Re: Origin of Ellipsis

From: Stephan Stiller <>
Date: Sat, 14 Sep 2013 02:23:57 -0700

> You've quoted the sentence out of its context (note the "then" word
> which indicates this context). I do not support this practice.

Philippe, "within my message you quote here" isn't exactly precise about
context, is it :-)

I think there's a misunderstanding. My annoyance isn't in principle with
people who personally use double sentence spacing (which you can very
well argue for – I've hinted at that), it's with people who say that
"this is how it is / should be done", because that's their firm belief.
Earlier I was replying to /exactly/ this sentence of yours:

    This means that this dot will then need to be followed by two spaces
    when it is used as a sentence-ending period.

This for me set the context; I'm not /literally/ contesting that "lots"
of people are "persisting" (your and Doug's statements, though there's
vagueness: it's pretty clear to me it's minority and obsolescing usage)
but responding to your "need to be" and your concomitant train of
thought and to the fact that lots of people believe it "should" be done
like that. That's what I was responding to. You're saying that there's a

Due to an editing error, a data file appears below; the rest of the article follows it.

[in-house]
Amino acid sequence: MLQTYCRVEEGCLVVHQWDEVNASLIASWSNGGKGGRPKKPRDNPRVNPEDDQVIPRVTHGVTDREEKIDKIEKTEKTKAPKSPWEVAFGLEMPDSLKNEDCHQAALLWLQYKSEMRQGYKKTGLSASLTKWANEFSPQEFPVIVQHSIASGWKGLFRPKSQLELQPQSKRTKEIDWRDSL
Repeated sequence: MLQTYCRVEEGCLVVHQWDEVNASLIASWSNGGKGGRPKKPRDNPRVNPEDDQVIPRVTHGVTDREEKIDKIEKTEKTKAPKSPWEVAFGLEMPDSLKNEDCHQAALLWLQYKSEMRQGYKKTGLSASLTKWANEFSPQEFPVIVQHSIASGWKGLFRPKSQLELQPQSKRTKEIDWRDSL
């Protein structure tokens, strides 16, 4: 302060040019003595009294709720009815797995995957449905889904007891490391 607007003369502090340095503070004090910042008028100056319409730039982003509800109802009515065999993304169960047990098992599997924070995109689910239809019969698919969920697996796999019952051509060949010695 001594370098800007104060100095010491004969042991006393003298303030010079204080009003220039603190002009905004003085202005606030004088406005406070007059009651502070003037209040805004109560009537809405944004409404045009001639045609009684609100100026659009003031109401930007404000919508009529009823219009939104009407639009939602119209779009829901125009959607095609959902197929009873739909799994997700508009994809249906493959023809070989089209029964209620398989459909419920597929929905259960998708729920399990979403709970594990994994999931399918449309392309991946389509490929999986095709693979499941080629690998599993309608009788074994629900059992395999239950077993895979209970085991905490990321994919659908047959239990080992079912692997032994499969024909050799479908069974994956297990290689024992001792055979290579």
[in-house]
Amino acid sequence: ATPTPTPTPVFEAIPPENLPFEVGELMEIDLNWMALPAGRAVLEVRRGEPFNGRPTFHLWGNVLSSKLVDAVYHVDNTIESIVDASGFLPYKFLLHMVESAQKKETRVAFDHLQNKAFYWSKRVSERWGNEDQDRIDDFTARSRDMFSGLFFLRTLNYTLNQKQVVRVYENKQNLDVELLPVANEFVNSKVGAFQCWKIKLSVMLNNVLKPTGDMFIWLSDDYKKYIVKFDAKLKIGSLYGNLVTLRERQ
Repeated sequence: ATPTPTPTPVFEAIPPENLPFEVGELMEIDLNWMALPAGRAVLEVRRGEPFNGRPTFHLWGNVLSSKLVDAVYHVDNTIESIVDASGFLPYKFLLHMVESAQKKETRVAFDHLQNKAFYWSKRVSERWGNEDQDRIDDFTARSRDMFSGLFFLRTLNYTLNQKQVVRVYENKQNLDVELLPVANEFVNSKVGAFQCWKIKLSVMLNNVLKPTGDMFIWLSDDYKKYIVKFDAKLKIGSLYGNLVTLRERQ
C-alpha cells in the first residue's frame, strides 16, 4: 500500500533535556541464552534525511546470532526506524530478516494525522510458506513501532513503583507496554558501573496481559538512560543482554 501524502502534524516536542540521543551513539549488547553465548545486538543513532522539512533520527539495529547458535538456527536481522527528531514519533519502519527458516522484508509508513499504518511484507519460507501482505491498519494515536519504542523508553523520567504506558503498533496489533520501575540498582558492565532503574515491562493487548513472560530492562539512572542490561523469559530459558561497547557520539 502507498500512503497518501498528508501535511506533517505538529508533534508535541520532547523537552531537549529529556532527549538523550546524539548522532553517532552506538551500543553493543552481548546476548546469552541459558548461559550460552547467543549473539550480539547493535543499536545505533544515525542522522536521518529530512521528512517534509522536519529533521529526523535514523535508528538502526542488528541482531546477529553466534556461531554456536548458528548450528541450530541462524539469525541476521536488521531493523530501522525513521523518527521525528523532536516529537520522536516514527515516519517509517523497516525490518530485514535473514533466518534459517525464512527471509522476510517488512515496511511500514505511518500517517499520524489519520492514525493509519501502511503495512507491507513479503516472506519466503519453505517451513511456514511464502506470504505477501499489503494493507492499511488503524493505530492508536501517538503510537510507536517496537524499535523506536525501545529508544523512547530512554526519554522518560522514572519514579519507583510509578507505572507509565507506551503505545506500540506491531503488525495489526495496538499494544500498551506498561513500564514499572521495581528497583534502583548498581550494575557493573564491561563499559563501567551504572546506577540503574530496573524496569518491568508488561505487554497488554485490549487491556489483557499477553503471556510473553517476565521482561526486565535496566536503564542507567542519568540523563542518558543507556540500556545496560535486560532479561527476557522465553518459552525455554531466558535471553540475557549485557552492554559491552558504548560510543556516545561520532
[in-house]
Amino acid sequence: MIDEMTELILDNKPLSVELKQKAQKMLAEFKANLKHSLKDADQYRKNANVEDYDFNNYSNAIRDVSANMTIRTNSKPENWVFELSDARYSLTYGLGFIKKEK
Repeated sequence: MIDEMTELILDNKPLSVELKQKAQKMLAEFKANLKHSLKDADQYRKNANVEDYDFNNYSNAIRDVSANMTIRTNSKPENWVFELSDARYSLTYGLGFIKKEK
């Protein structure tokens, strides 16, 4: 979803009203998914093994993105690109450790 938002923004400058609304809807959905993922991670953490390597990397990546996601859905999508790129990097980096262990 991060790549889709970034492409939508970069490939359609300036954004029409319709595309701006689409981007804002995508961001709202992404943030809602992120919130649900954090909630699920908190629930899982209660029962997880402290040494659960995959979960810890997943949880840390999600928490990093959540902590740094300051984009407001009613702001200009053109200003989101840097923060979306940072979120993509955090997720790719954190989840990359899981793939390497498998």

typographic need:
> All these users perceive this as a "need".
I hope you understand what linguistic descriptivism is: we are tolerant
of personal style and usage, but we're not tolerant of unrelenting
prescription or outdated prescription (this especially includes people
thinking there's a need to elevate illogical or outdated or minority
usage to universal usage, if their ideas of what should or is done are
at odds with reality); we advocate majority usage, while recognizing
also certain minority usage as well as situations where other principles
(of clarity, logic, ...) play a role as well and override majority usage
– that's what descriptivism should be, anyways. In addition I believe
that /most/ publishing – where it doesn't offend logic or clarity –
should strive to follow majority usage, though I clearly have
experimental leanings and I recognize that sometimes individual
stylistic decisions aren't important in the grand scheme of things. And
that variation on certain aspects of composition and typesetting is more
justifiable than variation on certain other aspects: what's little-known
can be varied without running the risk of confusing people; style can be
varied more easily than spelling.

> Most emails also use this.
Are you sure about that? Yours don't follow what in your perception is
the usage of "most emails" in this respect, for one thing. You can in
fact also go through emails in our threads and check about "most". I'm
looking forward to your report.

(Also, in my experience, many people who use double sentence spacing
have trouble being consistent with it. – Different issue.)

> Most RFC's are written like this.
They're also written in a monospaced font with no typographic styling
and with a character limit somewhere below 80/line, originating with
cavemen in primeval times, when the wheel and firemaking weren't
invented yet.

Received on Sat Sep 14 2013 - 04:26:42 CDT

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